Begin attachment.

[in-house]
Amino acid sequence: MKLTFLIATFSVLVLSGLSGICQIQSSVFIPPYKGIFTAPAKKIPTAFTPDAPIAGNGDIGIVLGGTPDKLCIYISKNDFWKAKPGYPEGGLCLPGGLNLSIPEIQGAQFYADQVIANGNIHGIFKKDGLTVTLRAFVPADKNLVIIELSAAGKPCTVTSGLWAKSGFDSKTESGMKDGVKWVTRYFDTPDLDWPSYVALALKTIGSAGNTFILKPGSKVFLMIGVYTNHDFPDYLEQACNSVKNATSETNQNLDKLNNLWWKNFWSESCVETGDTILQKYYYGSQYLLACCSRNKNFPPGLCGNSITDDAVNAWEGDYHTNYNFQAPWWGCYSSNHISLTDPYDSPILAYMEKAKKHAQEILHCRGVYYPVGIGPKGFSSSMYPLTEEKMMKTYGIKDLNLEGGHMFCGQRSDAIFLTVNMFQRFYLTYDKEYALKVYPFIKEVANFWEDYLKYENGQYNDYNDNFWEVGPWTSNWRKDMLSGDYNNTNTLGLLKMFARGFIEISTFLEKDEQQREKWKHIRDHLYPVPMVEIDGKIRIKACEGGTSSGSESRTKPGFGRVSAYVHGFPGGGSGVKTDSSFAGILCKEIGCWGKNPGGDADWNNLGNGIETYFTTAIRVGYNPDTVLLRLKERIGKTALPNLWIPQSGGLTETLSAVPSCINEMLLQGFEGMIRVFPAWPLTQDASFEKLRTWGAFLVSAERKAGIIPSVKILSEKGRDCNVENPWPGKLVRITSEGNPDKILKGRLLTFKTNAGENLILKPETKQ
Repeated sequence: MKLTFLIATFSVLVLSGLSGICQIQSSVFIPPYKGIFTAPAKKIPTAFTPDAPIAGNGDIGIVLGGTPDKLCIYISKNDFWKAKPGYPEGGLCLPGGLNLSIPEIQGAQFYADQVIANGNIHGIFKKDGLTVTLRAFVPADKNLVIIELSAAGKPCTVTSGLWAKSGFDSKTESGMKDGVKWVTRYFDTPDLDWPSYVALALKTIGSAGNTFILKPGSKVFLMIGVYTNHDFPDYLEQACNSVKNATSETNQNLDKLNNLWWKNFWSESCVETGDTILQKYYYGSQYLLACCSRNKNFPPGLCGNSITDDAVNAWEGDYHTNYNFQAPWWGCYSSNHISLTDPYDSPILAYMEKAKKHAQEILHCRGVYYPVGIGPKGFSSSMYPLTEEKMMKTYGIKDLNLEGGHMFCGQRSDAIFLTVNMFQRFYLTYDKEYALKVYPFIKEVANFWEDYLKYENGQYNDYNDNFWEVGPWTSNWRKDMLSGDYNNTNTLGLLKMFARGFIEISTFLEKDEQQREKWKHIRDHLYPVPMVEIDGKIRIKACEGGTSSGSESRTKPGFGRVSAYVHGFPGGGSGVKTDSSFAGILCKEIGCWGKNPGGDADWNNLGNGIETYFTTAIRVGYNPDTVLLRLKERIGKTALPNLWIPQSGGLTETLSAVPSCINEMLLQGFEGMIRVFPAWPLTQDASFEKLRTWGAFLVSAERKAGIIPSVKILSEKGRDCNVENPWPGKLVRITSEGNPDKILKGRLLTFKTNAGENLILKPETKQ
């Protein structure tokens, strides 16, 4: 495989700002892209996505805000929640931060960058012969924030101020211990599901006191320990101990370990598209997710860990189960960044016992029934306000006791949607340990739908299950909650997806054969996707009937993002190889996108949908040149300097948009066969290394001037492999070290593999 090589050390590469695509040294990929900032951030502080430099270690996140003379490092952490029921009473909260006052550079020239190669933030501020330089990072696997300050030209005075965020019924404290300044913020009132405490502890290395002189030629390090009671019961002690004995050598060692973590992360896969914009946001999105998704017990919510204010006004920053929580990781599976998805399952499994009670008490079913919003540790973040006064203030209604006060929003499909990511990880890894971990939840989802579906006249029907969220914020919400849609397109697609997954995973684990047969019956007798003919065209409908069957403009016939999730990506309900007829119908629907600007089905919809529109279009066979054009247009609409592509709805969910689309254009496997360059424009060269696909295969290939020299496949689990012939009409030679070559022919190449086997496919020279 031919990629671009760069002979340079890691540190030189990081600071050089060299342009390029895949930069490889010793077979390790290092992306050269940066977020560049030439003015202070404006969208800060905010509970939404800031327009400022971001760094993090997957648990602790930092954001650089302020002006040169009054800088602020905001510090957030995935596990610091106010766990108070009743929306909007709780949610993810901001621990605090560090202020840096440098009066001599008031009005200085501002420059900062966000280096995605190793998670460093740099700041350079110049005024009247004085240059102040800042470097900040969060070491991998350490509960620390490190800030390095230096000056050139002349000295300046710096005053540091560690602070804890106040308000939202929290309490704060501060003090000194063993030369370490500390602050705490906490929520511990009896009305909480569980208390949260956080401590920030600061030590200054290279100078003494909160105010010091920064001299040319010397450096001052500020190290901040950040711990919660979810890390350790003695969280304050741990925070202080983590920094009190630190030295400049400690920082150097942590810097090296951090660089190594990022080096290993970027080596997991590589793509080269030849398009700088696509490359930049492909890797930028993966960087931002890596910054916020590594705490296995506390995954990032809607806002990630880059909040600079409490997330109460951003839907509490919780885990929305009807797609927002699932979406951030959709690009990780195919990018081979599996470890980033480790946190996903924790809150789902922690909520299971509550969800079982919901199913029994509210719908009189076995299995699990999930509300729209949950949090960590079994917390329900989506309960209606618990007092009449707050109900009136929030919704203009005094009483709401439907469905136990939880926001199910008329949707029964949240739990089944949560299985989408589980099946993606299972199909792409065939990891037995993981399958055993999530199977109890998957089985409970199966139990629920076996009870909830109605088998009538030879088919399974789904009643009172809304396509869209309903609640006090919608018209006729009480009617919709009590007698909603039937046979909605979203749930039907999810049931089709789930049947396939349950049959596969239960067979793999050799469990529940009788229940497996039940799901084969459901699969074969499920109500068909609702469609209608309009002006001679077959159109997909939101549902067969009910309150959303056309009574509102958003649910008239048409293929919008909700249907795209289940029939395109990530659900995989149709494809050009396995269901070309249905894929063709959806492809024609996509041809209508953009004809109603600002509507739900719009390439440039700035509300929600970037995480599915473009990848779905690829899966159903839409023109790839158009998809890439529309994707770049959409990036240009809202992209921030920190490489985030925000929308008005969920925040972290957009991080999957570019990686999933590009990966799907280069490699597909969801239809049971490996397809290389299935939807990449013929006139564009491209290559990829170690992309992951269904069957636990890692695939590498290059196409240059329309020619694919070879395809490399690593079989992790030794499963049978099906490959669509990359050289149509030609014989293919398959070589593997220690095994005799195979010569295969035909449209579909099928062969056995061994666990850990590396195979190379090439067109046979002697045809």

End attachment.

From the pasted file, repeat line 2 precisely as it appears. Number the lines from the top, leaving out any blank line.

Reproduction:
Amino acid sequence: MKLTFLIATFSVLVLSGLSGICQIQSSVFIPPYKGIFTAPAKKIPTAFTPDAPIAGNGDIGIVLGGTPDKLCIYISKNDFWKAKPGYPEGGLCLPGGLNLSIPEIQGAQFYADQVIANGNIHGIFKKDGLTVTLRAFVPADKNLVIIELSAAGKPCTVTSGLWAKSGFDSKTESGMKDGVKWVTRYFDTPDLDWPSYVALALKTIGSAGNTFILKPGSKVFLMIGVYTNHDFPDYLEQACNSVKNATSETNQNLDKLNNLWWKNFWSESCVETGDTILQKYYYGSQYLLACCSRNKNFPPGLCGNSITDDAVNAWEGDYHTNYNFQAPWWGCYSSNHISLTDPYDSPILAYMEKAKKHAQEILHCRGVYYPVGIGPKGFSSSMYPLTEEKMMKTYGIKDLNLEGGHMFCGQRSDAIFLTVNMFQRFYLTYDKEYALKVYPFIKEVANFWEDYLKYENGQYNDYNDNFWEVGPWTSNWRKDMLSGDYNNTNTLGLLKMFARGFIEISTFLEKDEQQREKWKHIRDHLYPVPMVEIDGKIRIKACEGGTSSGSESRTKPGFGRVSAYVHGFPGGGSGVKTDSSFAGILCKEIGCWGKNPGGDADWNNLGNGIETYFTTAIRVGYNPDTVLLRLKERIGKTALPNLWIPQSGGLTETLSAVPSCINEMLLQGFEGMIRVFPAWPLTQDASFEKLRTWGAFLVSAERKAGIIPSVKILSEKGRDCNVENPWPGKLVRITSEGNPDKILKGRLLTFKTNAGENLILKPETKQ